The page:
Now Popular in Venezuela? Sterilization Day

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Breitbart News reported recently that the Miranda clinic in Caracas is now sterilizing 40 women a week during its weekly “sterilization day” and has a waiting list of 500 women.

Government officials announced that the nation had run its supply of birth control out in July 2015. Venezuela has run out of most medicines. Most contraceptives are hard to come by and prohibitively expensive when available on the black market. The result of this lack of contraceptive supplies has been an astronomical increase in the number of teenage pregnancies nationwide. Sterilizations are provided free of charge under Venezuela’s state-subsidized health care.

The sterilization is done by cutting or obliterating a woman’s fallopian tubes (also known as salpingoclasia or tubal ligation), the upper third of which is where fertilization occurs. Without intact Fallopian tubes, the sperm cells are unable to reach the egg cells thus preventing fertilization.

Though similiar in aim to other contraceptives, (the pill, IUD, spermacides and condoms) sterilization is different in one significant respect: it is permanent. Reversing a sterilization is difficult at best and often impossible. It is therefore even more gravely immoral than other contraceptives.

While avoiding pregnancy in difficult times, preventing health issues of a potential mother and preventing teenage pregnancy can all be well intentioned, good intentions cannot justify gravely immoral methods (means).

Men’s and women’s reproductive systems are designed to work so that both gametes can meet in the fallopian tube of the woman. Undergoing a sterilization procedure (tubal ligation for a woman or a vasectomy for a man) is not only against the therapeutic principle (it is not a treatment for illness or disease—as discussed further below), in that it attacks the physical integrity of a woman’s reproductive system when no illness or disease is present, it is also against the natural law.

Permanence

Given its permanence, other aggravating factors, e.g. coercion, exacerbate the immorality of the act. When sterilization is forced, the women’s will and liberty are not taken into account. Nor does coercion allow for informed consent which in a true medical (therapeutic) situation would disclose all risks related to the procedure. Furthermore, in the case of couples, this decision has to be taken, not only by the woman, but also by the man.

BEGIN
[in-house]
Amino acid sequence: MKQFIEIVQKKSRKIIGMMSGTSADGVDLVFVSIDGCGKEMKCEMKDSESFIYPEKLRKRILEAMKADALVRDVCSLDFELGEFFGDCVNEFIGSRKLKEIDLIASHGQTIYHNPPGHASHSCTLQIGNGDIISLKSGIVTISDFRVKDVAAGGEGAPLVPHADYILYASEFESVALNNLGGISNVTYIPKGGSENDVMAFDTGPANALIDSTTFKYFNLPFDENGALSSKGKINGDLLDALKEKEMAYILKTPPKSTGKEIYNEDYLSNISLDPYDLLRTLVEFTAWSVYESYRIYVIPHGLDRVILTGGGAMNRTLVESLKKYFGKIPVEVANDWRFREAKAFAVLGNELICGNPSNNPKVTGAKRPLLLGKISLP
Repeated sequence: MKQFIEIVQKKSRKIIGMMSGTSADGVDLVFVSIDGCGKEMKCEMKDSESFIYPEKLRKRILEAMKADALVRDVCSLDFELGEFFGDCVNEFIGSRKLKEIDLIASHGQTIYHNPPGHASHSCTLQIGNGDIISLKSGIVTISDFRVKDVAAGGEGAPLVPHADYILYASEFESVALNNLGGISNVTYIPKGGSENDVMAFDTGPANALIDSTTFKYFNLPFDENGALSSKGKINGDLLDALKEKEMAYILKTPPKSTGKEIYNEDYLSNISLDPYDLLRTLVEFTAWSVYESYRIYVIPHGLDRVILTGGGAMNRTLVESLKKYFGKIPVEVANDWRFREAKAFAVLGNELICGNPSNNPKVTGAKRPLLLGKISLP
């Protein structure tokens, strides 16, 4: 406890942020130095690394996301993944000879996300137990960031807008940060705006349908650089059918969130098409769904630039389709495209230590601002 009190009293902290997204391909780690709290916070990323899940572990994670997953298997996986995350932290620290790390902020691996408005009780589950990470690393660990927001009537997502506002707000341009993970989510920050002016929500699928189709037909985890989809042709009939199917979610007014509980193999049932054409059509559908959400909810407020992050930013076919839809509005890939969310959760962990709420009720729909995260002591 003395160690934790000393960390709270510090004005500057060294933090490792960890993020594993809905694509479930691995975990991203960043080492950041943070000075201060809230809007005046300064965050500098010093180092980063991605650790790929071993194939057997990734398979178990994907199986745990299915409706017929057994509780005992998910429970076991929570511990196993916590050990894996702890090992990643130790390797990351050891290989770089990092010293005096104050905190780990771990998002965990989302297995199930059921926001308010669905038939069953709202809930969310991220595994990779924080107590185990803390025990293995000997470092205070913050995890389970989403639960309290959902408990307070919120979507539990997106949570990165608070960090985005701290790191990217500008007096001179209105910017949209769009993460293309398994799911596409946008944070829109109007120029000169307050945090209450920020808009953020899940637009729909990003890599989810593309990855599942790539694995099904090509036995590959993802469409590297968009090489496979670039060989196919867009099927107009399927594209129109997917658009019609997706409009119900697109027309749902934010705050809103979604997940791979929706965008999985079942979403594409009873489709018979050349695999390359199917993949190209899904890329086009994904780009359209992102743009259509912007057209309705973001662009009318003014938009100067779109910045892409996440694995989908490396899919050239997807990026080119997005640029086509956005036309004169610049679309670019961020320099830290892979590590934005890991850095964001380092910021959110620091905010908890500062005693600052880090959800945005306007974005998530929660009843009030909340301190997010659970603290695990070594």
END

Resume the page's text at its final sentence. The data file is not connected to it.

Governments, as defenders of individuals’ inalienable rights, should protect couples’ right to decide on the number and spacing of their children. Policies such as the one-child policy in China are evidence of what the promotion and facilitation of sterilization portend. What may now seem to be justified by the social, medical and economic difficulties in Venezuela, is more likely subtle coercion. Any government promotion of sterilization days, only empowers that government to continue and expand its role as arbitrator of people’s fertility.

Against the Therapeutic Principle

From the medical point of view, sterilization is not good medicine because it violates the therapeutic principle.

By way of example, consider a woman with severe health issues such as cardiac, pancreatic, hepatic or lung disease. For this woman, pregnancy might well aggravate her condition and pose a health risk. However, a tubal ligation, while most certainly preventing a possible pregnancy, mutilates a healthy part of the body and does nothing to heal the sick organ. Cutting the fallopian tubes thus violates the therapeutic principle and is gravely immoral.

Furthermore, secondary effects of this procedure must be taken into account. Surgery, any surgery, entails risk. It is wrong to undertake such risk where there is no health problem per se. The sterilization surgery provides no direct benefit to a sick woman. In contrast, an appendectomy also entails risk. But, the risk is undertaken because there is an ill appendix that could, and very likely will, rupture, causing severe complications such as peritonitis and septicemia.

Salpingoclasia can also have psychological consequences to the woman, especially relating to her natural maternal desire and instincts.

Broader Social Implications

From a demographic point of view, which is also a material circumstance, the richness of a nation are its people. When children are no longer accepted in a country more than young lives are lost. The risk of suicide increases for all ages, while nations become old and civilizations decline.

Venezuela has many problems—medical, social, political, economic—but sterilization won’t solve any of them. Sterilization does one thing: it prevents children indefinitely. Children are the hope of the world. And hope is something Venezuela desperately needs.

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Dr. Pilar Calva